Database Design



  • We have a database with about 100 tables comprising multiple TB of data. Most of the tables are exceedingly normalized. So you have table A with some values and an Id. Ditto for table B. Then a mapping table ABxref with just the Ids of stuff that references both tables. This is done in 99% of the cases.

    Then I find one table with a column: listOfCustomers, which contains a comma separated list of hundreds of customer Ids; sometimes with spaces after the commas, sometimes before, sometimes both; sometimes with multiple commas in a row (sometimes with intervening spaces but no Ids). And the code to access it parses out the string and iterates over it - both in stored procedures and in Java code.

    Sigh.



  •  Think about the advantage: you have only one row to read to find every entry. What a time saver.



  • Hey, CSV is a long standing industry standard.



  • "We asked CommaTech for a database export of their customer list, and the idiots sent us a CSV. I'm going to have to write an import parser to..."

    "Whoa there, Mr. Ivory Tower with his 'importing'. They sent us data, and that's good enoguh. Just put it in the database. A CSV is an industry standard way of storing data, and I once read it was best practice."

    "But I'm still going to have to write a parser for the select..."

    "No, don't write a parser. That's not a good time to reward ratio. Just use a loop. That's why the commas are there. This is how it's been done for years."

    "[Insert the frustrated sound of one of those fudged-up Unicode tags people use in their signature here]"



  • @Lorne Kates said:

    "We asked CommaTech for a database export of their customer list, and the idiots sent us a CSV. I'm going to have to write an import parser to..."

    "Whoa there, Mr. Ivory Tower with his 'importing'. They sent us data, and that's good enoguh. Just put it in the database. A CSV is an industry standard way of storing data, and I once read a whitepaper saying it was best practice."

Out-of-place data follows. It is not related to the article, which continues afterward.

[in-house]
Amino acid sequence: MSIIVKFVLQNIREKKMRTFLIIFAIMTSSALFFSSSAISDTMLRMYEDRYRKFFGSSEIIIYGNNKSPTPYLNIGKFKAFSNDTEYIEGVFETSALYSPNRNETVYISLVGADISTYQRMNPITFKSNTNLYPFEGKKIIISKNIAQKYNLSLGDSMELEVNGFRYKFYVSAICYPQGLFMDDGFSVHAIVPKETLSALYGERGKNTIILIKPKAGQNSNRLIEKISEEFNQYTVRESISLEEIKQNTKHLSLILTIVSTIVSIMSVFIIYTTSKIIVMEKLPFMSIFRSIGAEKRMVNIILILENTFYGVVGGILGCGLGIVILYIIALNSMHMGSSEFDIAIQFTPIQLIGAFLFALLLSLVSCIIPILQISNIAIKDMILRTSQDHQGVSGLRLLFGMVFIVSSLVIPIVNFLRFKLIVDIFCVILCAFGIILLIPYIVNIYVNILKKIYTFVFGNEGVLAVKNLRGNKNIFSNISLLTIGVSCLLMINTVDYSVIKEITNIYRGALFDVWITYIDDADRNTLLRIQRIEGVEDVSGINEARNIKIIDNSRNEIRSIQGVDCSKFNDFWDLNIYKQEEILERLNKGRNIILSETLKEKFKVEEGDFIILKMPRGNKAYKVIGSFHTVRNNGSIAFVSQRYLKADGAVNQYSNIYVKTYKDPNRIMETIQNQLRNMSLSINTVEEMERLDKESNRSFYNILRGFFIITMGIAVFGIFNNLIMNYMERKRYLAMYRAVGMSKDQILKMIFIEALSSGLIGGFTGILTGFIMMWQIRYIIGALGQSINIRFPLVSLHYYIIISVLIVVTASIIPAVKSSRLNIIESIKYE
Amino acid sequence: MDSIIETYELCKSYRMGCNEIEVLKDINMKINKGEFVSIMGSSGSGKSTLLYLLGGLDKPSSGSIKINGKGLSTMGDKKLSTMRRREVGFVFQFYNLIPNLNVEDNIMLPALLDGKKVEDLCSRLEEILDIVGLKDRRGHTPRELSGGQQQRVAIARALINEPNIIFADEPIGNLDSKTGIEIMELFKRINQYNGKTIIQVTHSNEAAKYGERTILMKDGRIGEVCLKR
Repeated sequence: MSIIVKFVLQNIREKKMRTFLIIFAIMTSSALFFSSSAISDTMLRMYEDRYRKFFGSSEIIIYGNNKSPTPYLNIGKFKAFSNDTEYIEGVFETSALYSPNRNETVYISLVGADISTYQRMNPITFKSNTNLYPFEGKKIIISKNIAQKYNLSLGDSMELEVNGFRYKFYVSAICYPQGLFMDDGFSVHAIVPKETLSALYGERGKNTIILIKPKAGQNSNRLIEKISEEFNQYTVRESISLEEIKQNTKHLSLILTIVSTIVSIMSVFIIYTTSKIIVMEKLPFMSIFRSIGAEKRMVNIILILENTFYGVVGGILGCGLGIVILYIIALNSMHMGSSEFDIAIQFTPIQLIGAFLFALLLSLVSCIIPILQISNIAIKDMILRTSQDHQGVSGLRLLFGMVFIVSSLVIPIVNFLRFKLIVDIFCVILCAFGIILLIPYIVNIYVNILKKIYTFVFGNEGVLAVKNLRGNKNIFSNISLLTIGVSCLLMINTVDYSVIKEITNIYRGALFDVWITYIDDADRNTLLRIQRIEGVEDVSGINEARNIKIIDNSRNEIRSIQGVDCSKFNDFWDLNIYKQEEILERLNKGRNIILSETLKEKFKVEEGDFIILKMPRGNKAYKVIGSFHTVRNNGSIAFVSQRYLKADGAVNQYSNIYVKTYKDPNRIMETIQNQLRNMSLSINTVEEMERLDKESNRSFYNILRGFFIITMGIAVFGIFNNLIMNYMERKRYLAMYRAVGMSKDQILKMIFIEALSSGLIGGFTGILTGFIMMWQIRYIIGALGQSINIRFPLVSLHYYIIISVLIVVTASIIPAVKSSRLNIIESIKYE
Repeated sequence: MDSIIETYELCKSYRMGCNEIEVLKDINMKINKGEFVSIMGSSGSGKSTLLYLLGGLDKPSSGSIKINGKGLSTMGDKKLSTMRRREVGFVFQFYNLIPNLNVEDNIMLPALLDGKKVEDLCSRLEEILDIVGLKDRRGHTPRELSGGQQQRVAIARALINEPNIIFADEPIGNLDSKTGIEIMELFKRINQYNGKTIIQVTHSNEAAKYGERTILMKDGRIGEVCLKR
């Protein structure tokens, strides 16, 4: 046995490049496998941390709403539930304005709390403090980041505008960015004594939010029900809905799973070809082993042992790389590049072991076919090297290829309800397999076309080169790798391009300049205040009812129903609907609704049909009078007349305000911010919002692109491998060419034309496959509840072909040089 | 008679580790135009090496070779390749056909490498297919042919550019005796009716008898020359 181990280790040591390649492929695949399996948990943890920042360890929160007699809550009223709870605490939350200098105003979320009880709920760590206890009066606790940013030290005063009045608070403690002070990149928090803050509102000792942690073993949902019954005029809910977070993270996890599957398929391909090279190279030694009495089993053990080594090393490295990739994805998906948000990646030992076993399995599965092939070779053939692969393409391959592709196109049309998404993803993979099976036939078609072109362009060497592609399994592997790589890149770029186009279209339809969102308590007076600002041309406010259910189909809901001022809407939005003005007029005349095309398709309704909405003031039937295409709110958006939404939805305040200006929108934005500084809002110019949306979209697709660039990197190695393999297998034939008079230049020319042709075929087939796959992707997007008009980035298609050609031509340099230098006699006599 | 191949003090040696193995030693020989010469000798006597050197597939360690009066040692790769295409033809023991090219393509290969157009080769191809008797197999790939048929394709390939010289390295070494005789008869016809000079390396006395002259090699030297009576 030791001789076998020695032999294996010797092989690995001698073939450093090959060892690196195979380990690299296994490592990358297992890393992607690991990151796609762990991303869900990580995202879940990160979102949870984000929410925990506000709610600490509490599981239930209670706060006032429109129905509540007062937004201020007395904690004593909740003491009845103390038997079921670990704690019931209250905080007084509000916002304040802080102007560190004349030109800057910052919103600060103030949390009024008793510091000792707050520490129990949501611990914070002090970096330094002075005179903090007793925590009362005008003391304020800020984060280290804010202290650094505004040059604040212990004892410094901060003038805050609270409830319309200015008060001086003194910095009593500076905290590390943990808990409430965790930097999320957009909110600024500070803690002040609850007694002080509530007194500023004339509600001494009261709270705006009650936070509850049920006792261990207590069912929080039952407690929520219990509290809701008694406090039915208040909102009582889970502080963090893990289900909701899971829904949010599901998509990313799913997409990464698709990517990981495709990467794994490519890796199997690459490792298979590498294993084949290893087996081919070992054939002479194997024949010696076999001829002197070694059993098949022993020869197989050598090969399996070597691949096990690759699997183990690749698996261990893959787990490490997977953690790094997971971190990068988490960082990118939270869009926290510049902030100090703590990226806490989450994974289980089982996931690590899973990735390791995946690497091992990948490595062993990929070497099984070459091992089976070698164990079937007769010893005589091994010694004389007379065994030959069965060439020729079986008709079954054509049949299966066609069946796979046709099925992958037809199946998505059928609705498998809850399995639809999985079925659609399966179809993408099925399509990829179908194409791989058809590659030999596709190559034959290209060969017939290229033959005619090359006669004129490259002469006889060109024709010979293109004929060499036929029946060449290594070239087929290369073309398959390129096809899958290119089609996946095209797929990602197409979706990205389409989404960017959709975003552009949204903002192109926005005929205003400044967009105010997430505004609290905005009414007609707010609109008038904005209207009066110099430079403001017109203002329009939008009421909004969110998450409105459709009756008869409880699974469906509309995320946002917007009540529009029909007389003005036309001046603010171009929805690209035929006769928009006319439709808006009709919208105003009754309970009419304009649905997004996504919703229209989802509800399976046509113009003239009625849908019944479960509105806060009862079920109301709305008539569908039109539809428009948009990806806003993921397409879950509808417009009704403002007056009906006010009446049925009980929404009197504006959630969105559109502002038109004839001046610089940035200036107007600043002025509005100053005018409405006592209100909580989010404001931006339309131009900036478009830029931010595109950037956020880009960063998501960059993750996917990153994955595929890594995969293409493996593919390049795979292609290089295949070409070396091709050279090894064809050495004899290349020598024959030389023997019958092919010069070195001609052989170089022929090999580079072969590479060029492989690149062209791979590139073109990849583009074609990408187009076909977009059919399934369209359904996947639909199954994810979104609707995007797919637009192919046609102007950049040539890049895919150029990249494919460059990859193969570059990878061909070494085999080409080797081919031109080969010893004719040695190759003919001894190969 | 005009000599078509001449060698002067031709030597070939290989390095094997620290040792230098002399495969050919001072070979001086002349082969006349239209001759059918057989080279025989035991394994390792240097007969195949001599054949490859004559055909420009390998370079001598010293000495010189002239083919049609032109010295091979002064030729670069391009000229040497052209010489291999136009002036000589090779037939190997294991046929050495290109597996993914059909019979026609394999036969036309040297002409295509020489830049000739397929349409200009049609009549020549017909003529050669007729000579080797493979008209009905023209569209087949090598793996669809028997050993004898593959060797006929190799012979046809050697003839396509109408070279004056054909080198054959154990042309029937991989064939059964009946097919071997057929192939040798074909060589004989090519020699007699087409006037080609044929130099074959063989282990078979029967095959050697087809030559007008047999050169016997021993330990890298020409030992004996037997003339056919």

"But I'm still going to have to write a parser for the select..."

    "No, don't write a parser. That's not a good time to reward ratio. Just use a loop. That's why the commas are there. This is how it's been done for years."

    "[Insert the frustrated sound of one of those fudged-up Unicode tags people use in their signature here]"

    FTFY



  • @Lorne Kates said:

    "[Insert the frustrated sound of one of those fudged-up Unicode tags people use in their signature here]"

     

    ZALGO!



  • Granted that this is a pretty bad facepalm, but the database I'm currently working on has, wait for it, 212 tables...  Want to know how many are actually used by the application?  28...  ;-(

    -- It's also worth noting that there are 300+ stored procs, and it would be safe to say that less than 50 are actually being used.

    So I was trying to dig through some data access routines (inline SQL + string contatentation, hurray!), and most of them point to views...  Which select from views, which select from views... ;-(

    So I opened the first view, and holy shit it was like looking into the matrix...  Each view contains no less than 6 case blocks (one had 20+ before I closed the designer because I had to run to the bathroom and throw up) along with hard coded values that *may* have applied back when it was written back in '02 and is a wall of badly indented SQL.

    The upshot of this is that I'm not maintaining this, although I do need to understand (read: document) it as I'm going to be rewriting it.

    Kinda funny how the technical specs/requirements are being written 10 years after the app was written by somebody who had nothing to do with the original...

    /rant



  • @C-Octothorpe said:

    Granted that this is a pretty bad facepalm, but the database I'm currently working on has, wait for it, 212 tables...  Want to know how many are actually used by the application?  28...  ;-(

    -- It's also worth noting that there are 300+ stored procs, and it would be safe to say that less than 50 are actually being used.

    Can any of those just be outright dropped, or is this one of those cases where a table isn't actually used but still gets referenced all over the place?


    Kinda funny how the technical specs/requirements are being written 10 years after the app was written by somebody who had nothing to do with the original...

    /rant

     

    Hm...better late than never?



  • @Justice said:

    Can any of those just be outright dropped, or is this one of those cases where a table isn't actually used but still gets referenced all over the place?

    The database, from the looks of it, was the dumping ground for several old DB schemas simply based on the different name conventions used.

    So I have tbl_SomeTable, SM_OLD_STNDRD, tablename_tbl, Some_Random_Name_Table, D_SM_OLD_STNDRD, tblTableName, not to mention 5 "user" tables... With passwords in clear text. AWESOME!